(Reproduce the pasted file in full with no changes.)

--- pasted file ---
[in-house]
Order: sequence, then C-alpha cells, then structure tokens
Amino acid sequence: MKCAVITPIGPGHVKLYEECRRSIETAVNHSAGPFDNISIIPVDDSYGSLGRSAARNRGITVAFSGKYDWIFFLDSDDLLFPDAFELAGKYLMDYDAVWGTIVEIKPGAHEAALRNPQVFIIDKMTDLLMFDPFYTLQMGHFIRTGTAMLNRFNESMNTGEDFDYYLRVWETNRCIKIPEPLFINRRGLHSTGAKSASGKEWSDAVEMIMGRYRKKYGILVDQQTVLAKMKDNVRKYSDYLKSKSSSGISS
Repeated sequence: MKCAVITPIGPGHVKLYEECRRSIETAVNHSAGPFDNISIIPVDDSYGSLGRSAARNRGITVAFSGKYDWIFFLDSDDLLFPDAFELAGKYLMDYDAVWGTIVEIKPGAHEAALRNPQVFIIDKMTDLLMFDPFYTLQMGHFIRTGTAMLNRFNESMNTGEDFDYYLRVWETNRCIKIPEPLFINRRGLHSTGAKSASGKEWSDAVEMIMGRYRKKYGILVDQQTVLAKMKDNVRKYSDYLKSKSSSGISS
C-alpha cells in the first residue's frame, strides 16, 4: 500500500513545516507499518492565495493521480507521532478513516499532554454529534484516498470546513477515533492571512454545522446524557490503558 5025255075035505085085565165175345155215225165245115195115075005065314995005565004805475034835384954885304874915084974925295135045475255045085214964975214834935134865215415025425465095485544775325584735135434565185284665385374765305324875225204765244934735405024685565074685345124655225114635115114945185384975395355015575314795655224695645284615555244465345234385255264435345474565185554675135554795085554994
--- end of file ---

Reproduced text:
[in-house]
Order: sequence, then C-alpha cells, then structure tokens
Amino acid sequence: MKCAVITPIGPGHVKLYEECRRSIETAVNHSAGPFDNISIIPVDDSYGSLGRSAARNRGITVAFSGKYDWIFFLDSDDLLFPDAFELAGKYLMDYDAVWGTIVEIKPGAHEAALRNPQVFIIDKMTDLLMFDPFYTLQMGHFIRTGTAMLNRFNESMNTGEDFDYYLRVWETNRCIKIPEPLFINRRGLHSTGAKSASGKEWSDAVEMIMGRYRKKYGILVDQQTVLAKMKDNVRKYSDYLKSKSSSGISS
Repeated sequence: MKCAVITPIGPGHVKLYEECRRSIETAVNHSAGPFDNISIIPVDDSYGSLGRSAARNRGITVAFSGKYDWIFFLDSDDLLFPDAFELAGKYLMDYDAVWGTIVEIKPGAHEAALRNPQVFIIDKMTDLLMFDPFYTLQMGHFIRTGTAMLNRFNESMNTGEDFDYYLRVWETNRCIKIPEPLFINRRGLHSTGAKSASGKEWSDAVEMIMGRYRKKYGILVDQQTVLAKMKDNVRKYSDYLKSKSSSGISS
C-alpha cells in the first residue's frame, strides 16, 4: 500500500513545516507499518492565495493521480507521532478513516499532554454529534484516498470546513477515533492571512454545522446524557490503558 5025255075035505085085565165175345155215225165245115195115075005065314995005565004805475034835384954885304874915084974925295135045475255045085214964975214834935134865215415025425465095485544775325584735135434565185284665385374765305324875225204765244934735405024685565074685345124655225114635115114945185384975395355015575314795655224695645284615555244465345234385255264435345474565185554675135554795085554994